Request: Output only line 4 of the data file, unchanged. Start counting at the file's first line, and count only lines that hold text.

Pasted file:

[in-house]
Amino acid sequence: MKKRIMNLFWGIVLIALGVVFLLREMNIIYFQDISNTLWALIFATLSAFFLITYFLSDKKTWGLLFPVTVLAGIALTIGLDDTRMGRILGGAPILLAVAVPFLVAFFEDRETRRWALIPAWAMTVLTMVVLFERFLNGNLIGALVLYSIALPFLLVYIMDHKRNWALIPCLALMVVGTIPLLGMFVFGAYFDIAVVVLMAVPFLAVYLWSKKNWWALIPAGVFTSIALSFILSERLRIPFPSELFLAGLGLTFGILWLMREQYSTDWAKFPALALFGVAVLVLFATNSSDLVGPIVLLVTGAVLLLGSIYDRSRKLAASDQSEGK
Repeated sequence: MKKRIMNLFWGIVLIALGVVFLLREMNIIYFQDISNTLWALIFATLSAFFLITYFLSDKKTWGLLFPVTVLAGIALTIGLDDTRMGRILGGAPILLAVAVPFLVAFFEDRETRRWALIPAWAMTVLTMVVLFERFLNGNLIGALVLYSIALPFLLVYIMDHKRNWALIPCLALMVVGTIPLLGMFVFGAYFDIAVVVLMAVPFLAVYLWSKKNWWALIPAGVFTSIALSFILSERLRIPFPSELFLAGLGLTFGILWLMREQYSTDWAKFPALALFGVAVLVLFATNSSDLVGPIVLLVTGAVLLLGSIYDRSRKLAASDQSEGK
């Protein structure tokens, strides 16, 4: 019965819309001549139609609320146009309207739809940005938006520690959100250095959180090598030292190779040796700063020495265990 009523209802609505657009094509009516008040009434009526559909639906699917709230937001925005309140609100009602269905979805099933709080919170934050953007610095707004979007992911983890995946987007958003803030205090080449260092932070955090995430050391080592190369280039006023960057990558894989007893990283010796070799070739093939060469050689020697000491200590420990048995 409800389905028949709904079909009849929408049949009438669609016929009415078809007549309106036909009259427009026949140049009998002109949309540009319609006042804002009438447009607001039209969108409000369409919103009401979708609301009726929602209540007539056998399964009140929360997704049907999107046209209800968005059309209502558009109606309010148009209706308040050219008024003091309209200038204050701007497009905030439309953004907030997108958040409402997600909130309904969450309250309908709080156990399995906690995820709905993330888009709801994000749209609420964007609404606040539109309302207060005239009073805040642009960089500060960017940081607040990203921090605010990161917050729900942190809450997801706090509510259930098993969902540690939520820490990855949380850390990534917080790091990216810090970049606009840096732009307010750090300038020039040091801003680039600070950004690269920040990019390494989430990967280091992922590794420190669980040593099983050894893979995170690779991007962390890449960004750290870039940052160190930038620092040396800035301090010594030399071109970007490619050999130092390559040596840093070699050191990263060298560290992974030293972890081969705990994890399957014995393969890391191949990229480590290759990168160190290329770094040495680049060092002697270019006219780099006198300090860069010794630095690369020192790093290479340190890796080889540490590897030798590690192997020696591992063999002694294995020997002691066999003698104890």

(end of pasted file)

């Protein structure tokens, strides 16, 4: 019965819309001549139609609320146009309207739809940005938006520690959100250095959180090598030292190779040796700063020495265990 009523209802609505657009094509009516008040009434009526559909639906699917709230937001925005309140609100009602269905979805099933709080919170934050953007610095707004979007992911983890995946987007958003803030205090080449260092932070955090995430050391080592190369280039006023960057990558894989007893990283010796070799070739093939060469050689020697000491200590420990048995 409800389905028949709904079909009849929408049949009438669609016929009415078809007549309106036909009259427009026949140049009998002109949309540009319609006042804002009438447009607001039209969108409000369409919103009401979708609301009726929602209540007539056998399964009140929360997704049907999107046209209800968005059309209502558009109606309010148009209706308040050219008024003091309209200038204050701007497009905030439309953004907030997108958040409402997600909130309904969450309250309908709080156990399995906690995820709905993330888009709801994000749209609420964007609404606040539109309302207060005239009073805040642009960089500060960017940081607040990203921090605010990161917050729900942190809450997801706090509510259930098993969902540690939520820490990855949380850390990534917080790091990216810090970049606009840096732009307010750090300038020039040091801003680039600070950004690269920040990019390494989430990967280091992922590794420190669980040593099983050894893979995170690779991007962390890449960004750290870039940052160190930038620092040396800035301090010594030399071109970007490619050999130092390559040596840093070699050191990263060298560290992974030293972890081969705990994890399957014995393969890391191949990229480590290759990168160190290329770094040495680049060092002697270019006219780099006198300090860069010794630095690369020192790093290479340190890796080889540490590897030798590690192997020696591992063999002694294995020997002691066999003698104890």